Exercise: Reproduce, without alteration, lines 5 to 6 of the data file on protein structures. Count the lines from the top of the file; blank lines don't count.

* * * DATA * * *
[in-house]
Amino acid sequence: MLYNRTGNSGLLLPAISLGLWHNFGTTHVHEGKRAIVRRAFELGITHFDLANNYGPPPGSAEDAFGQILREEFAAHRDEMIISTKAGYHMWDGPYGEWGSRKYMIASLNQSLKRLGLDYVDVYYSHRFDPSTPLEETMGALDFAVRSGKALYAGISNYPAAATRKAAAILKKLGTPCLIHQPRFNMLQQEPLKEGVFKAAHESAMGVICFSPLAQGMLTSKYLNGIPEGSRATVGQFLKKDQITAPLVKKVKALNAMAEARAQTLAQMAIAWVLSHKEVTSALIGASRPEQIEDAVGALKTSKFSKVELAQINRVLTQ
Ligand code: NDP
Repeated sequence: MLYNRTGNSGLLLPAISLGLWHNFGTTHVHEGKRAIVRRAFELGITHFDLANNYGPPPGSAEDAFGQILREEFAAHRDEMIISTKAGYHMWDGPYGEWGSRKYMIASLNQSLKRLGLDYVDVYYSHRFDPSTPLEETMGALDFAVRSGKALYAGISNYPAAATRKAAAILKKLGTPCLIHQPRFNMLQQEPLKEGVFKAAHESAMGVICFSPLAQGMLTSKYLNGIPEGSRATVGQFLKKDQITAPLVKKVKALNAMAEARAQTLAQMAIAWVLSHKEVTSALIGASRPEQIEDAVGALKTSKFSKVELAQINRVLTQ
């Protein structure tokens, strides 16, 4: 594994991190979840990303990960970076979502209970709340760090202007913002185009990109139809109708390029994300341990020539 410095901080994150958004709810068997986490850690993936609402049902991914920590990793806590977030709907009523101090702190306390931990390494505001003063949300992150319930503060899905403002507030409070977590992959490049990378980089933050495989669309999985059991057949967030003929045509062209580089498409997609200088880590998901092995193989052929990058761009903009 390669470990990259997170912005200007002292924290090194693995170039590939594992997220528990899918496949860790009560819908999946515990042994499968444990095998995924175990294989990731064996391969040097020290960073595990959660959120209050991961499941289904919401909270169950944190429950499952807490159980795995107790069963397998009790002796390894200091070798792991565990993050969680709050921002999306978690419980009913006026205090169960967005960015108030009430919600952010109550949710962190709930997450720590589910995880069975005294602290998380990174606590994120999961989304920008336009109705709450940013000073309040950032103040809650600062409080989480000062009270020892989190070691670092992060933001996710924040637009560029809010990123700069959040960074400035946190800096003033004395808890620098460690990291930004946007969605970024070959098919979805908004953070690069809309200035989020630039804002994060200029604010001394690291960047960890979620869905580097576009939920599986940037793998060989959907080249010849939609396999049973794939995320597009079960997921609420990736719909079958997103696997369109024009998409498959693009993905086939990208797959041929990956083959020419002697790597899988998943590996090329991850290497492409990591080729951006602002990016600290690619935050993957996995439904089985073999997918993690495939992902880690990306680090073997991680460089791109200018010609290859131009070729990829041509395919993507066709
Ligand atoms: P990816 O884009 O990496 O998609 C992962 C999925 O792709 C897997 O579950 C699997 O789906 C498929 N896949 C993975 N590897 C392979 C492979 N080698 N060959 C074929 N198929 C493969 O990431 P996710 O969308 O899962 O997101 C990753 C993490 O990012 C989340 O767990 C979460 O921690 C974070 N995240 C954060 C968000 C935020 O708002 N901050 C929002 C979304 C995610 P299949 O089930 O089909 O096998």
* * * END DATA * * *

């Protein structure tokens, strides 16, 4: 594994991190979840990303990960970076979502209970709340760090202007913002185009990109139809109708390029994300341990020539 410095901080994150958004709810068997986490850690993936609402049902991914920590990793806590977030709907009523101090702190306390931990390494505001003063949300992150319930503060899905403002507030409070977590992959490049990378980089933050495989669309999985059991057949967030003929045509062209580089498409997609200088880590998901092995193989052929990058761009903009 390669470990990259997170912005200007002292924290090194693995170039590939594992997220528990899918496949860790009560819908999946515990042994499968444990095998995924175990294989990731064996391969040097020290960073595990959660959120209050991961499941289904919401909270169950944190429950499952807490159980795995107790069963397998009790002796390894200091070798792991565990993050969680709050921002999306978690419980009913006026205090169960967005960015108030009430919600952010109550949710962190709930997450720590589910995880069975005294602290998380990174606590994120999961989304920008336009109705709450940013000073309040950032103040809650600062409080989480000062009270020892989190070691670092992060933001996710924040637009560029809010990123700069959040960074400035946190800096003033004395808890620098460690990291930004946007969605970024070959098919979805908004953070690069809309200035989020630039804002994060200029604010001394690291960047960890979620869905580097576009939920599986940037793998060989959907080249010849939609396999049973794939995320597009079960997921609420990736719909079958997103696997369109024009998409498959693009993905086939990208797959041929990956083959020419002697790597899988998943590996090329991850290497492409990591080729951006602002990016600290690619935050993957996995439904089985073999997918993690495939992902880690990306680090073997991680460089791109200018010609290859131009070729990829041509395919993507066709
Ligand atoms: P990816 O884009 O990496 O998609 C992962 C999925 O792709 C897997 O579950 C699997 O789906 C498929 N896949 C993975 N590897 C392979 C492979 N080698 N060959 C074929 N198929 C493969 O990431 P996710 O969308 O899962 O997101 C990753 C993490 O990012 C989340 O767990 C979460 O921690 C974070 N995240 C954060 C968000 C935020 O708002 N901050 C929002 C979304 C995610 P299949 O089930 O089909 O096998």